In an interview, Mr. Abbate said his job is to protect an important segment of the state's working population that he says is under constant attack by business interests.
"If you left it up to business, they wouldn't be doing anything for anyone," he said. "I don't look at it like I'm doing something for the unions. I look at it as if I'm doing something for the working men and women in the state."
Public employee pensions and health benefits consume $3 billion of the more than $120 billion the state spends each year. "That would be a great percentage for a business," he said.
His critics say they can't see the bargain. Said Mr. McMahon: "He represents a minority of people, the people who belong to the public sector unions. They already have people representing them. It's called the unions."
Mr. Abbate has more than $400,000 in his campaign coffers, an amount that is on the high end for state assemblymen. Most of his money comes from organized labor groups (such as the International Longshoremen's Association, 1199 SEIU, the Civil Service Employees Union, and the New York City Central Labor Council) and a variety of uniformed officer associations.
Public employee labor unions, he says, approach him with bill proposals, and most of the time he introduces them.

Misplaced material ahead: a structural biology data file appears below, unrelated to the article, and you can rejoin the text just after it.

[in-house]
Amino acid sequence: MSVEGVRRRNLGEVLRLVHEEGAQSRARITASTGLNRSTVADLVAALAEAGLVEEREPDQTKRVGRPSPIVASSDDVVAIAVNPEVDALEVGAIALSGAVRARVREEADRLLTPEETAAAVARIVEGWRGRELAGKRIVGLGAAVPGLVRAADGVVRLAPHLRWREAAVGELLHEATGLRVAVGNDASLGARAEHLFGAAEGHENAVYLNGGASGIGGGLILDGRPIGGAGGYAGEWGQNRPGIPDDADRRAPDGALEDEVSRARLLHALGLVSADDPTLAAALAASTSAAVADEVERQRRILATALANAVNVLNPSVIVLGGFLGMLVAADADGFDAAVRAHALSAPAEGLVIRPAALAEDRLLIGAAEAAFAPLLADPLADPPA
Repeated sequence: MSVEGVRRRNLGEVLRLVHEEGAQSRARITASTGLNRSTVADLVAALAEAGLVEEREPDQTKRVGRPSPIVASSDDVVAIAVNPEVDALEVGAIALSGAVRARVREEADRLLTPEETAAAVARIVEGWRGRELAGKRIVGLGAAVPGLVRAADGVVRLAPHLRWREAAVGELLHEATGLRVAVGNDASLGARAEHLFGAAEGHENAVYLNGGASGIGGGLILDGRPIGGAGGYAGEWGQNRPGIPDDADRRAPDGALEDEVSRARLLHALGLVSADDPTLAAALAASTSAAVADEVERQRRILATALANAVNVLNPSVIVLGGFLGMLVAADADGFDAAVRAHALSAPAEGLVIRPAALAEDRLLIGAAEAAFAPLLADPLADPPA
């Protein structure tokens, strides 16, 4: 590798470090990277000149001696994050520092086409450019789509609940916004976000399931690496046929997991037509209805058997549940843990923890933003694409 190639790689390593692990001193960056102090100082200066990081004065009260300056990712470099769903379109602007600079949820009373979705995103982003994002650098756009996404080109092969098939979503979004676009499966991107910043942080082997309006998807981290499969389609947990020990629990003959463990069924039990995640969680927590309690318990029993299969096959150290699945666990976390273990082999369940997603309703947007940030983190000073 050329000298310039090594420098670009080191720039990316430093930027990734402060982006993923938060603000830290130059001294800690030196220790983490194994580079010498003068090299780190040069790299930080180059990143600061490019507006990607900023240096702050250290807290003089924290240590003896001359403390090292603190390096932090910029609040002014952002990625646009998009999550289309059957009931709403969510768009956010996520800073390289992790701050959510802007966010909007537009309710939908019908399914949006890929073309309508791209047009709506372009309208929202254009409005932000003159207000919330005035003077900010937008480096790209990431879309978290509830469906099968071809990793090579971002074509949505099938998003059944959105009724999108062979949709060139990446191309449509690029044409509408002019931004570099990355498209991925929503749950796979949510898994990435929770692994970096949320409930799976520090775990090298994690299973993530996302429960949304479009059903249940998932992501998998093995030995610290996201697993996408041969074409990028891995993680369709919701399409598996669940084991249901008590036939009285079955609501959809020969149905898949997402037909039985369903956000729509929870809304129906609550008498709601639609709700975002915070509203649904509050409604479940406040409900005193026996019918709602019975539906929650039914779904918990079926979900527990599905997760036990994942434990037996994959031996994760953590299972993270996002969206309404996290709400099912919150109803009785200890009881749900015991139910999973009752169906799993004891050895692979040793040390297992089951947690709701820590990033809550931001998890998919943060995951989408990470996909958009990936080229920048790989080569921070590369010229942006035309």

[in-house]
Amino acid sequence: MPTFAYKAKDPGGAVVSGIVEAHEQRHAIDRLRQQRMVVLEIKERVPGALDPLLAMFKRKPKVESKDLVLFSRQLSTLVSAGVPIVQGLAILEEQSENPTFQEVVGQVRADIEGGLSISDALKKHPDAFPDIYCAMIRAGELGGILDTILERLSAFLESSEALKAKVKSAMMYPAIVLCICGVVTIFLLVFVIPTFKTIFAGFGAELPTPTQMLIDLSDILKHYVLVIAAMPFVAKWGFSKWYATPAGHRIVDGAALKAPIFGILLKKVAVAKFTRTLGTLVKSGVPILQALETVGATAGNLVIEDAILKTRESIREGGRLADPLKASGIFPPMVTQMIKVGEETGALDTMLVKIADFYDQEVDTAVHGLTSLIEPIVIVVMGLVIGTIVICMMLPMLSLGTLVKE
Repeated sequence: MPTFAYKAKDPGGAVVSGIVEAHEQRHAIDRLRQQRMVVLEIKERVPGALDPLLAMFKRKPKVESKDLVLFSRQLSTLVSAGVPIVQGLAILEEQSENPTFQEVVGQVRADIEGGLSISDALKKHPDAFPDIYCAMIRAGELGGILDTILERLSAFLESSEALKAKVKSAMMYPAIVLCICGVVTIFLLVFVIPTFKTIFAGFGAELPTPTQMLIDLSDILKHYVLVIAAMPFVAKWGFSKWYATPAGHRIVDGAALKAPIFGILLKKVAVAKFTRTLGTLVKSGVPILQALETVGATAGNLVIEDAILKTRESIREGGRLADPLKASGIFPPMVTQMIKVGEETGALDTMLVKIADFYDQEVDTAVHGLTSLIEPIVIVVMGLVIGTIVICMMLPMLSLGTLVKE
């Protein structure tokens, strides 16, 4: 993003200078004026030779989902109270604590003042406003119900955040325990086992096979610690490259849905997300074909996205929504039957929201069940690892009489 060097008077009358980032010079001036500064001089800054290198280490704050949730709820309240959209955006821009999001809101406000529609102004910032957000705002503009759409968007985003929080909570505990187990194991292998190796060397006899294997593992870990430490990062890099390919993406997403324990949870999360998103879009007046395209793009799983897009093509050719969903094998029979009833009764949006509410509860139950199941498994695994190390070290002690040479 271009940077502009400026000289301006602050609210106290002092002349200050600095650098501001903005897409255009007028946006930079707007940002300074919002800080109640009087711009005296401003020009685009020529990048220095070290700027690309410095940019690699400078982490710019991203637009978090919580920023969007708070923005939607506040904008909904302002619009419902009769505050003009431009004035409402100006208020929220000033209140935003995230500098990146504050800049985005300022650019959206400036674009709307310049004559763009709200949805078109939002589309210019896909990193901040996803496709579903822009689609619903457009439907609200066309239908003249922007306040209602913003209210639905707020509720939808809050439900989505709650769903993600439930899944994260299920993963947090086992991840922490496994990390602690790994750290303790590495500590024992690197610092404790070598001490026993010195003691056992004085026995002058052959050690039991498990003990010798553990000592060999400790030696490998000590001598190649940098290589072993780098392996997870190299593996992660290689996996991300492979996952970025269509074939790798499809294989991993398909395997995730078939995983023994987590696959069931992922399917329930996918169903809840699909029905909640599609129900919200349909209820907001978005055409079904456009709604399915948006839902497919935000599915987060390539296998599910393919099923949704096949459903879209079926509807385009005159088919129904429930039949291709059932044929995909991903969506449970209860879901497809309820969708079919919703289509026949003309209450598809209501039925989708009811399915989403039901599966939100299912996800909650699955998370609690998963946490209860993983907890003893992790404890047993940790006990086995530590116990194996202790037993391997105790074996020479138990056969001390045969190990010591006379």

The unions take care of the language and the preliminary fiscal analysis. As the New York Times reported last week, the actuary who prepared the Assembly's fiscal bill notes is a paid union consultant.
The public, Mr. Abbate says, has a misperception about legislation. To him, a bill is nothing set in stone, but a piece of paper with an idea. Mr. Abbate said it might have his name on it as a sponsor, but he doesn't necessarily think it's a smart idea.
"I don't feel it's my role to do a bill to do something for people," he said. When it comes to complicated pension and health benefit legislation, the unions are the experts, not him, Mr. Abbate said.
Most of the time, the bills stay put in his committee. Several dozen bills each year graduate to the Ways and Means Committee for a further review and are passed by the Assembly. The Legislature approves about a half-dozen significant public employee union bills a year. The last two governors, George Pataki and Eliot Spitzer, vetoed most of them. Governor Paterson has suggested he would as well.
The winnowing of the legislation demonstrates the checks and balances in the system, Mr. Abbate says. The unions may author the bills, but Assembly staffers perform their own financial analysis on those that make it out of committee.
The comptroller's office weighs in with its own review of the costs. The City Council must pass home rule resolutions on measures that have a substantial impact on city finances. Often, the mayor's office will lobby to block passage of the bills.
"I don't give the store away, and there are a lot of people looking over my shoulder," Mr. Abbate said.
Legislators, he said, are a bit like journalists. "You might start a story and do the research, and you find out that's not what you're looking for. Unless it's in front of you saying by law what it's going to do, then how would I know what it's going to do?" he said.
"It sounds like he considers himself a human file drawer," Mr. McMahon said.